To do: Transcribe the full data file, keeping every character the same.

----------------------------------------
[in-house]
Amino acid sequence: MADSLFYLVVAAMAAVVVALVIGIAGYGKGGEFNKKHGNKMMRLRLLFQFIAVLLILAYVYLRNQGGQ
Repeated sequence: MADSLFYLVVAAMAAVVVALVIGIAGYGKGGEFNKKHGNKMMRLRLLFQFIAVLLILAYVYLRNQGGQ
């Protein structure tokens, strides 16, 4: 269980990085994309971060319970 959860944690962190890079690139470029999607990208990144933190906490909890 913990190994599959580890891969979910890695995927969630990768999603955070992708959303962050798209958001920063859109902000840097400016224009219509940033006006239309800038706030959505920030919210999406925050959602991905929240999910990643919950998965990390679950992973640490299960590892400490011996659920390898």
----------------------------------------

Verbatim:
[in-house]
Amino acid sequence: MADSLFYLVVAAMAAVVVALVIGIAGYGKGGEFNKKHGNKMMRLRLLFQFIAVLLILAYVYLRNQGGQ
Repeated sequence: MADSLFYLVVAAMAAVVVALVIGIAGYGKGGEFNKKHGNKMMRLRLLFQFIAVLLILAYVYLRNQGGQ
């Protein structure tokens, strides 16, 4: 269980990085994309971060319970 959860944690962190890079690139470029999607990208990144933190906490909890 913990190994599959580890891969979910890695995927969630990768999603955070992708959303962050798209958001920063859109902000840097400016224009219509940033006006239309800038706030959505920030919210999406925050959602991905929240999910990643919950998965990390679950992973640490299960590892400490011996659920390898």